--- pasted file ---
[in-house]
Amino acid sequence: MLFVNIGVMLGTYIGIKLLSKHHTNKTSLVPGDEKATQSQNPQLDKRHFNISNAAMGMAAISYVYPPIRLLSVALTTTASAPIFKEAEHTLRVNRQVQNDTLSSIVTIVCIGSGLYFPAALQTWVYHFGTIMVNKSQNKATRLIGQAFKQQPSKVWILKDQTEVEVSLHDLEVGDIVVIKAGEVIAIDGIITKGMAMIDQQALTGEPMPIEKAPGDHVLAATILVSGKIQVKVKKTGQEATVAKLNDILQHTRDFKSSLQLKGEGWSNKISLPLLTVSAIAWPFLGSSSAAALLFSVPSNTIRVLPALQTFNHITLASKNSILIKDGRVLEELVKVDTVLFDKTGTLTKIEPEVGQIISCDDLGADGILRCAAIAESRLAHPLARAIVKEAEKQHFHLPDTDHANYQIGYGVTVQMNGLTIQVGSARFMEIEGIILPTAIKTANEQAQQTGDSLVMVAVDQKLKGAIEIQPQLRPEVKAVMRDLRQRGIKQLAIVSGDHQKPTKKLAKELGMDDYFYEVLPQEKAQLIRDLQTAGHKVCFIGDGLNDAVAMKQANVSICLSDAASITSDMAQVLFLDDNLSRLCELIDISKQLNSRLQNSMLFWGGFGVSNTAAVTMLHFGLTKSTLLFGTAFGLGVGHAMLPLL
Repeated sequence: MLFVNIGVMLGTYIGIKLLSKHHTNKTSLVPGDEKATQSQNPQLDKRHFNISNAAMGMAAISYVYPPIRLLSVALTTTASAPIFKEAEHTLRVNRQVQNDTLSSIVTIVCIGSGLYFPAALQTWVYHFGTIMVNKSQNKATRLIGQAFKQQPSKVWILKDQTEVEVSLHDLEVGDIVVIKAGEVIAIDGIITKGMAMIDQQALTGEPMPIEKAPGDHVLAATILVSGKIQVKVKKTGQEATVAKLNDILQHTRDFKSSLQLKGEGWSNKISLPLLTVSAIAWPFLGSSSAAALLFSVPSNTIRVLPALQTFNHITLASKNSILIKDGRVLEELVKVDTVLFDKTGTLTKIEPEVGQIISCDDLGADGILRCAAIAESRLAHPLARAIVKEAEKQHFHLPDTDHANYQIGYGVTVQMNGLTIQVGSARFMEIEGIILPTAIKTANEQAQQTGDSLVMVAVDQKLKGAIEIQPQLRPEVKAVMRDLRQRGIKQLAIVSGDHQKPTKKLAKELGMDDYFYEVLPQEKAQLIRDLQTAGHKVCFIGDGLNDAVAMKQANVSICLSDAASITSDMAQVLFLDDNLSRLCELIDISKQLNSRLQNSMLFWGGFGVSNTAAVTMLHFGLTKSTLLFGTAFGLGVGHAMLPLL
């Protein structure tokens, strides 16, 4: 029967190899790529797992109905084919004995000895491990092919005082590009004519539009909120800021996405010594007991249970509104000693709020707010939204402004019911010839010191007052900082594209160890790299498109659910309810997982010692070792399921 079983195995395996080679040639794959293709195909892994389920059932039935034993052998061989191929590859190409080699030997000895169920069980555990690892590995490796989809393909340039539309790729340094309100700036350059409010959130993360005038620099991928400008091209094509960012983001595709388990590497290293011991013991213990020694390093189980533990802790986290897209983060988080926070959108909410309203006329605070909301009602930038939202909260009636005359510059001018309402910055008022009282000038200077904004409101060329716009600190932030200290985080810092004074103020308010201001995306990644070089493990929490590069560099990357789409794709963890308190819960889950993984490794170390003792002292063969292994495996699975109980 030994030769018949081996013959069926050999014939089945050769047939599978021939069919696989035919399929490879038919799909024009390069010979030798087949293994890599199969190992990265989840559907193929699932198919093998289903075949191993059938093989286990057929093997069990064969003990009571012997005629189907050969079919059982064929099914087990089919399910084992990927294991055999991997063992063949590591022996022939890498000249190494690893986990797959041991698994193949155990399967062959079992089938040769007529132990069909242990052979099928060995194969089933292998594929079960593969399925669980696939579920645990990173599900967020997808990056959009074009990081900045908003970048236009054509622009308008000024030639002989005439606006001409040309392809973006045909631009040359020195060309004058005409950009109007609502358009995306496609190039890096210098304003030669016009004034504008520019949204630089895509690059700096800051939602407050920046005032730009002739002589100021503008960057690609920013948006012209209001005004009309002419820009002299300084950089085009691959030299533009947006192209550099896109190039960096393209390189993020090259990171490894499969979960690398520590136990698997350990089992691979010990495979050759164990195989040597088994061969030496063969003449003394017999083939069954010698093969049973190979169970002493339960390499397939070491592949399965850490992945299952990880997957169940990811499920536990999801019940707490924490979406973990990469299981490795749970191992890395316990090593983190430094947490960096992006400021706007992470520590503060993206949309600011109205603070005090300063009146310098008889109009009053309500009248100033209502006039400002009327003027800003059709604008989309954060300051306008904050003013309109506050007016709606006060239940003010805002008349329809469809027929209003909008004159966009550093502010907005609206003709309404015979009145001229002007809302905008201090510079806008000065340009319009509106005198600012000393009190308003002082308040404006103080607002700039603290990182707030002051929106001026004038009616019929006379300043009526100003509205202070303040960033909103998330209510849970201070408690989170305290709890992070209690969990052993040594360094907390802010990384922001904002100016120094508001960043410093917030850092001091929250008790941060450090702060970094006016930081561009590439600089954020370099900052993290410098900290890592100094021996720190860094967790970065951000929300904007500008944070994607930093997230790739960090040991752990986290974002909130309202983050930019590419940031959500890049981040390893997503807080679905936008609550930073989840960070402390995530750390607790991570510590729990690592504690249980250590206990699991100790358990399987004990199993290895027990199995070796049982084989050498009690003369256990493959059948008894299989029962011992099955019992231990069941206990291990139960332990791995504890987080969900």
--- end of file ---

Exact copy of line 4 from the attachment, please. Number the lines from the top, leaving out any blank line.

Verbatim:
């Protein structure tokens, strides 16, 4: 029967190899790529797992109905084919004995000895491990092919005082590009004519539009909120800021996405010594007991249970509104000693709020707010939204402004019911010839010191007052900082594209160890790299498109659910309810997982010692070792399921 079983195995395996080679040639794959293709195909892994389920059932039935034993052998061989191929590859190409080699030997000895169920069980555990690892590995490796989809393909340039539309790729340094309100700036350059409010959130993360005038620099991928400008091209094509960012983001595709388990590497290293011991013991213990020694390093189980533990802790986290897209983060988080926070959108909410309203006329605070909301009602930038939202909260009636005359510059001018309402910055008022009282000038200077904004409101060329716009600190932030200290985080810092004074103020308010201001995306990644070089493990929490590069560099990357789409794709963890308190819960889950993984490794170390003792002292063969292994495996699975109980 030994030769018949081996013959069926050999014939089945050769047939599978021939069919696989035919399929490879038919799909024009390069010979030798087949293994890599199969190992990265989840559907193929699932198919093998289903075949191993059938093989286990057929093997069990064969003990009571012997005629189907050969079919059982064929099914087990089919399910084992990927294991055999991997063992063949590591022996022939890498000249190494690893986990797959041991698994193949155990399967062959079992089938040769007529132990069909242990052979099928060995194969089933292998594929079960593969399925669980696939579920645990990173599900967020997808990056959009074009990081900045908003970048236009054509622009308008000024030639002989005439606006001409040309392809973006045909631009040359020195060309004058005409950009109007609502358009995306496609190039890096210098304003030669016009004034504008520019949204630089895509690059700096800051939602407050920046005032730009002739002589100021503008960057690609920013948006012209209001005004009309002419820009002299300084950089085009691959030299533009947006192209550099896109190039960096393209390189993020090259990171490894499969979960690398520590136990698997350990089992691979010990495979050759164990195989040597088994061969030496063969003449003394017999083939069954010698093969049973190979169970002493339960390499397939070491592949399965850490992945299952990880997957169940990811499920536990999801019940707490924490979406973990990469299981490795749970191992890395316990090593983190430094947490960096992006400021706007992470520590503060993206949309600011109205603070005090300063009146310098008889109009009053309500009248100033209502006039400002009327003027800003059709604008989309954060300051306008904050003013309109506050007016709606006060239940003010805002008349329809469809027929209003909008004159966009550093502010907005609206003709309404015979009145001229002007809302905008201090510079806008000065340009319009509106005198600012000393009190308003002082308040404006103080607002700039603290990182707030002051929106001026004038009616019929006379300043009526100003509205202070303040960033909103998330209510849970201070408690989170305290709890992070209690969990052993040594360094907390802010990384922001904002100016120094508001960043410093917030850092001091929250008790941060450090702060970094006016930081561009590439600089954020370099900052993290410098900290890592100094021996720190860094967790970065951000929300904007500008944070994607930093997230790739960090040991752990986290974002909130309202983050930019590419940031959500890049981040390893997503807080679905936008609550930073989840960070402390995530750390607790991570510590729990690592504690249980250590206990699991100790358990399987004990199993290895027990199995070796049982084989050498009690003369256990493959059948008894299989029962011992099955019992231990069941206990291990139960332990791995504890987080969900």